I’ve worked for businesses before that were utterly obsessed with the Flesch-Kinkaid reading scale, which measures how many “big words” and “big sentences” you use throughout your copy.
Whatever you wrote, you were supposed to make it understandable for seventh-graders, as if your readers weren’t grownups making grownup decisions.
I remember hating the concept in college, since Flesch-Kinkaid is just too simplistic in my opinion: a one-size-fits-all model that misses the point just as often as it makes it. And I went on to hate it even more as a professional.
The way I came to view it, the method was insulting to readers and made extra work for writers, who had to tailor grownup subjects with grownup terminology to supposedly ideal grade-school mentalities.
But as obnoxious as that technique is, that’s not the best way to turn off readers. It’s more just a great way to give your employees extra work for no good reason.
If you really want to make your audience give up on you, you have to do the exact opposite: Use lots and lots of big words. Preferably in the same sentence.
That aberration from the common nomenclature will efficaciously precipitate your readers’ departures.
In other words, people are going to have no idea what you’re saying, so they’re going to leave. Probably for good too, since you’re making no sense to them and they’re going to expect you to continue making no sense.
Goodbye reader and potential client!
Nor do you have to use such extremely big words to get the same effect. You can use a bunch of more commonly understood multisyllabic choices with the same results.
So instead of saying, “This statement is meant to make my point,” you could put it like this, “The declaration before you is intended to generate the particular conclusion that my stated estimation is accurate.”
Now, none of those bigger words are star-spelling-bee vocabulary choices. I mean, we’re not exactly speaking rocket-science jargon here. Most people know what declaration means by itself, and the same goes for intended, generate, particular, conclusion, stated, estimation and accurate.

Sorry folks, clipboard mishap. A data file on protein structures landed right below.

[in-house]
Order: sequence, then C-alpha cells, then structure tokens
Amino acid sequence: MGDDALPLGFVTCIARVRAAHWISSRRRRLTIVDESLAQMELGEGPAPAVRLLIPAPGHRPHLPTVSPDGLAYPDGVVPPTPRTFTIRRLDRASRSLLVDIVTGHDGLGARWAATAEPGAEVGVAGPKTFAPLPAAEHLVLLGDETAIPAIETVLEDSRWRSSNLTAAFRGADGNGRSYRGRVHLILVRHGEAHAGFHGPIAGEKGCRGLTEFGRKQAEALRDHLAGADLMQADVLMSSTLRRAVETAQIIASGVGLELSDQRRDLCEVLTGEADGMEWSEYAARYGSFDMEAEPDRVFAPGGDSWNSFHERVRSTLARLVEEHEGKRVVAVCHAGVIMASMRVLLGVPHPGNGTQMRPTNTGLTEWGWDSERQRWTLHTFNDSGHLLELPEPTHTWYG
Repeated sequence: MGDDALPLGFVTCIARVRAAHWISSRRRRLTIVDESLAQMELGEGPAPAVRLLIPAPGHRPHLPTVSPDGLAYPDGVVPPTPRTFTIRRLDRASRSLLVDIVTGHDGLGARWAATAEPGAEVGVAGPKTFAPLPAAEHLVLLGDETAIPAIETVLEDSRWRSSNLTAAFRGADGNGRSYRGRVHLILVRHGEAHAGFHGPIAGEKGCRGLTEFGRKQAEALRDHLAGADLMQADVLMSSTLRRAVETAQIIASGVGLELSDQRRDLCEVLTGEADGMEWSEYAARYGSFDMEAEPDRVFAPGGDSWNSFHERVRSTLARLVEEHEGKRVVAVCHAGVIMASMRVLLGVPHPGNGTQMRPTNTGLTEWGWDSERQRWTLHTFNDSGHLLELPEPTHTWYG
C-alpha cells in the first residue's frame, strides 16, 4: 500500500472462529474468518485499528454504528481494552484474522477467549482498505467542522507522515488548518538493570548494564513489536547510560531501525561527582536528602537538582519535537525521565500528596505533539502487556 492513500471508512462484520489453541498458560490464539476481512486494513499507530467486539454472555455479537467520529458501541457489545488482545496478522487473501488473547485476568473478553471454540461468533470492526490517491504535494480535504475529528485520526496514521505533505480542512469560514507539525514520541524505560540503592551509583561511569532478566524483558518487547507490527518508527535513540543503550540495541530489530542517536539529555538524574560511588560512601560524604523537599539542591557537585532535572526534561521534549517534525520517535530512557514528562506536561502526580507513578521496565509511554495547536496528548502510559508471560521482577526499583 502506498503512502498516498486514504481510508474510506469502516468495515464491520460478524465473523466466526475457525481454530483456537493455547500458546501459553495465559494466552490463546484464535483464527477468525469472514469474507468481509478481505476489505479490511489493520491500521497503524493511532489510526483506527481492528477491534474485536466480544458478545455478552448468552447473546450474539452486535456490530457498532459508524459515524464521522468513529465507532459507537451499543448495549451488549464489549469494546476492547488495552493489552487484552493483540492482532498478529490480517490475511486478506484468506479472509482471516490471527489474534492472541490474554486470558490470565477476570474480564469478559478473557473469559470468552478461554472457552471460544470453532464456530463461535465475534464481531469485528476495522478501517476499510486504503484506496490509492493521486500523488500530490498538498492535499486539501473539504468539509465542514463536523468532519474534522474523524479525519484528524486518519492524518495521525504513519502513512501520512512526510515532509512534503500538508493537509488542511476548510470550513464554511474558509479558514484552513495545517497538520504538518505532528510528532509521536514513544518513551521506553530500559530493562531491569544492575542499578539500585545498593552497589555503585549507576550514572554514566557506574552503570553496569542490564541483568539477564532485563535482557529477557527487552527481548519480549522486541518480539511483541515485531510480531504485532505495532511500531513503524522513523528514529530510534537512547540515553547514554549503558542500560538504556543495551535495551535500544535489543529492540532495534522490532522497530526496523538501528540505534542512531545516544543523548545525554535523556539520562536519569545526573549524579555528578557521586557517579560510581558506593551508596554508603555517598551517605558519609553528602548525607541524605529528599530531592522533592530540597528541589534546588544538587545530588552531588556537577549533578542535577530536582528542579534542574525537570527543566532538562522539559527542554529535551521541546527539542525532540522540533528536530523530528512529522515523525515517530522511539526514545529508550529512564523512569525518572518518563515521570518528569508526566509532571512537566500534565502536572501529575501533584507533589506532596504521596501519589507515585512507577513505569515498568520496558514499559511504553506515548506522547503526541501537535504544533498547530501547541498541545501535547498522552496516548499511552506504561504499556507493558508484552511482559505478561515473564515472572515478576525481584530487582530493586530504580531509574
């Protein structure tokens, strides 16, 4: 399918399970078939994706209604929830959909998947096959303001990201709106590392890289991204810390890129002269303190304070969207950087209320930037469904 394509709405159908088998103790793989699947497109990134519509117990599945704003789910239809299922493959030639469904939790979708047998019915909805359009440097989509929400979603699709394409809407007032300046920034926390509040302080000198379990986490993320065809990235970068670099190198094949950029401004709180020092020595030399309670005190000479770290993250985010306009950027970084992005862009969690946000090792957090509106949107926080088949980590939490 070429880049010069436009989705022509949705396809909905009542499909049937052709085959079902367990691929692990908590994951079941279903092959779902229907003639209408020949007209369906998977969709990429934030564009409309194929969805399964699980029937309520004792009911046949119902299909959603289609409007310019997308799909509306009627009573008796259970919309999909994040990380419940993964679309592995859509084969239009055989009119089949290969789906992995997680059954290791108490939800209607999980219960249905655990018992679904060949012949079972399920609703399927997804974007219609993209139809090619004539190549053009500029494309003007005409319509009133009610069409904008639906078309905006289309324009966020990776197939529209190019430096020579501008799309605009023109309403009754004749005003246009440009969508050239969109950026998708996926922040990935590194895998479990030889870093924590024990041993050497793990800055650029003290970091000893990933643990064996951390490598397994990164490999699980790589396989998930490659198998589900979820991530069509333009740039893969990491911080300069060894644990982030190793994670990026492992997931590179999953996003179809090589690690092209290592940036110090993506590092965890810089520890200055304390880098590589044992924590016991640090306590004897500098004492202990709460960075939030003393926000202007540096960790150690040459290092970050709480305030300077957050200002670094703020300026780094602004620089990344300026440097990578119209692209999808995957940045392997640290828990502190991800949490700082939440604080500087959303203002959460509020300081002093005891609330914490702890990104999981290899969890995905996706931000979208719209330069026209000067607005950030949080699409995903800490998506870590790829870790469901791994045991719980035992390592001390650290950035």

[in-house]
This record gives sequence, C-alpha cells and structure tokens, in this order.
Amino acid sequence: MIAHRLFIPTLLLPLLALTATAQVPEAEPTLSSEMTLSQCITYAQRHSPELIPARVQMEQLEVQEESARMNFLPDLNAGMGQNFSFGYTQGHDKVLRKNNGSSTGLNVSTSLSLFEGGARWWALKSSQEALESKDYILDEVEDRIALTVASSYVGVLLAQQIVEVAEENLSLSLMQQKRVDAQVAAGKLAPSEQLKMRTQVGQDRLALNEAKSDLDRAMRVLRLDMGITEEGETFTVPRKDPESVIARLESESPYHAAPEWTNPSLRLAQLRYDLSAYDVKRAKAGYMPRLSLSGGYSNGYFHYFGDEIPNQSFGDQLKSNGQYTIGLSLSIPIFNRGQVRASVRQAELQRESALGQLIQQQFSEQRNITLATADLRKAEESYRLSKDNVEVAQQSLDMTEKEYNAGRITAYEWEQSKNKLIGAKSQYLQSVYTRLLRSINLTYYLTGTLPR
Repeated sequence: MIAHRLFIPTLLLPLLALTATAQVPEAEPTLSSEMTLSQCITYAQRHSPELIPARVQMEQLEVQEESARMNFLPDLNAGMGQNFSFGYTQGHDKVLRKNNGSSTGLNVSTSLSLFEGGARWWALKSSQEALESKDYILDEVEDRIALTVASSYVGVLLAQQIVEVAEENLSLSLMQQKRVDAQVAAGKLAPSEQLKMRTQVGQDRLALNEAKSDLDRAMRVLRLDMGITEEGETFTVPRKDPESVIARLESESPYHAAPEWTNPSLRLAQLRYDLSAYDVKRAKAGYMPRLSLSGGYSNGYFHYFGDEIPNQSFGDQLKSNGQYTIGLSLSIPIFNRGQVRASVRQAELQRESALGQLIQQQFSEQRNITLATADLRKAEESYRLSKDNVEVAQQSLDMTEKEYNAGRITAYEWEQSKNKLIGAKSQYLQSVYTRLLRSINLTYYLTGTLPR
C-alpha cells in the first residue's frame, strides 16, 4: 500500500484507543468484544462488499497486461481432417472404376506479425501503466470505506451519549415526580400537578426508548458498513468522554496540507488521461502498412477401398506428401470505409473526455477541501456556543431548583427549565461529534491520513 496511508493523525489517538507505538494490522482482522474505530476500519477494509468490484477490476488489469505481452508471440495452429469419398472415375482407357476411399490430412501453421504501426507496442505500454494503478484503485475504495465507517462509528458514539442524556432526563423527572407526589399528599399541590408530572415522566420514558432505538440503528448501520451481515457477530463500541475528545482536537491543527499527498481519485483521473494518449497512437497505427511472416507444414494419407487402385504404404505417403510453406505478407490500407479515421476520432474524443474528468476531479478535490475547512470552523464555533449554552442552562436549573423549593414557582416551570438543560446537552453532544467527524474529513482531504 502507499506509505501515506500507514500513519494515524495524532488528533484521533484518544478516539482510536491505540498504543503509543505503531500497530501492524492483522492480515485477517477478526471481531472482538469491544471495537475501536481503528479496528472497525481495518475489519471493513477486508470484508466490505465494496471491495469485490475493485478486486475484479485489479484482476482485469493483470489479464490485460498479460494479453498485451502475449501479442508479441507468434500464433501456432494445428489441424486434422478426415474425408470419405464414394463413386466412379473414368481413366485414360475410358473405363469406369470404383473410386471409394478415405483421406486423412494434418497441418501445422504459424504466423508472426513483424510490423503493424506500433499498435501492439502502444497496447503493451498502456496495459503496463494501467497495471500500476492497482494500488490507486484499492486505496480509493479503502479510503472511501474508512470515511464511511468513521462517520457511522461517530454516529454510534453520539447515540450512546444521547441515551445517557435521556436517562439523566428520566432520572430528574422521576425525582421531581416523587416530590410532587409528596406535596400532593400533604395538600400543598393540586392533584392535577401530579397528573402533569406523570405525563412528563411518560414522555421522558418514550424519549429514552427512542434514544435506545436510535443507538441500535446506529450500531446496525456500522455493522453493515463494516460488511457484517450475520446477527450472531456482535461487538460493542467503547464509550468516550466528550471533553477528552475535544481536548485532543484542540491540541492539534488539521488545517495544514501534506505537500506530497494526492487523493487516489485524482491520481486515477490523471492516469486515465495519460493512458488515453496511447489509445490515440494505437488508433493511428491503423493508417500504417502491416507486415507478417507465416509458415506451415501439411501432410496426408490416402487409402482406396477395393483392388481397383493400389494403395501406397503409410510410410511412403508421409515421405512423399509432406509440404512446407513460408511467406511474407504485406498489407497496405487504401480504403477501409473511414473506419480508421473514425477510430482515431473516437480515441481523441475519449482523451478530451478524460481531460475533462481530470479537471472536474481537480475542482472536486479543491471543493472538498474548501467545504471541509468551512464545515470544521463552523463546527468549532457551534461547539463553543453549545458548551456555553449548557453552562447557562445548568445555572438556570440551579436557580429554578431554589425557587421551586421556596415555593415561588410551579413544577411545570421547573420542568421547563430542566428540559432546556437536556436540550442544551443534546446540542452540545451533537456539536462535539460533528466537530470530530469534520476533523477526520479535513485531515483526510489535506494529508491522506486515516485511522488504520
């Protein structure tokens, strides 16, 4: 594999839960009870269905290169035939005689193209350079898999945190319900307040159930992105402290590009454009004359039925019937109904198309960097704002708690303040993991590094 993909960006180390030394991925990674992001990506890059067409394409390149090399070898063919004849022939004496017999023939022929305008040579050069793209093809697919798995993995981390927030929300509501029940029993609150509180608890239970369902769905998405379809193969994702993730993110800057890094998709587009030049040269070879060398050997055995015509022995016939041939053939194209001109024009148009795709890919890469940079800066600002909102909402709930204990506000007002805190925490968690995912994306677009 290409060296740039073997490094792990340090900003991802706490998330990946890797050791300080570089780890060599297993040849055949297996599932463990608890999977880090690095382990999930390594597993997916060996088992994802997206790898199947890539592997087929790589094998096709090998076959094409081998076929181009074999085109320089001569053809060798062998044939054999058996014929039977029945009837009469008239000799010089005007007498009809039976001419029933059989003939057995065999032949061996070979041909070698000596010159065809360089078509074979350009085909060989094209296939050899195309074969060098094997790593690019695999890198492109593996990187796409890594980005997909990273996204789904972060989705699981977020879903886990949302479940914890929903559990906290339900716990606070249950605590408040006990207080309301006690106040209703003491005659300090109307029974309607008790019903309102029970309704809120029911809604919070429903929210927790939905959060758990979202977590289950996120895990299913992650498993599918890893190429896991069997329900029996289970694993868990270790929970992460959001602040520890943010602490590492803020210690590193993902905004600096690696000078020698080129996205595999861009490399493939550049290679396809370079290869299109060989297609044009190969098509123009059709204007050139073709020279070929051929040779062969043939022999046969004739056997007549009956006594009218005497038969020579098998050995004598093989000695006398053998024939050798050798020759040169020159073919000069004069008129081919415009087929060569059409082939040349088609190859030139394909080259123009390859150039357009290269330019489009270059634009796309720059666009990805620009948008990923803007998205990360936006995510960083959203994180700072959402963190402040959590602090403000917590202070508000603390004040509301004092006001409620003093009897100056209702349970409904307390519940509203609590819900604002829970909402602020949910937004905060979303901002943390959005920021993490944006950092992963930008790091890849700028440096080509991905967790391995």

But throw all of them together into one sentence, and it just becomes a tedious mess to read through.
To borrow the popular 2012 saying, ain’t nobody got time for dat!
No really. They don’t.
Not these days, where everyone’s attention span keeps getting shorter and shorter, and our list of distractions keep getting bigger and bigger. So if it’s going to take more than a second to understand a sentence, the vast majority of readers will move on to something that’s easier to swallow.
With that said, there’s still one last level of turn-off-ability that you can rely on here. If you happen to have any readers left who are able to understand you and who are willing to put the time in to learn something new, your big words still have one last way of repelling people…
You’re going to sound like a snob.
People don’t like snobs. They like confident leaders and experts, but they don’t like arrogant ones. And when you use a lot of big words all in a row, you sound like you’re more interested in building yourself up than anyone else.
That’s hardly attractive.
If you have any readers left after that, then I’m at a loss as to how to lose them. You’re on your own from here!
Editor’s Note: And yet you can still use more big words and sentences than Flesch-Kinkaid allows for seventh graders. I promise.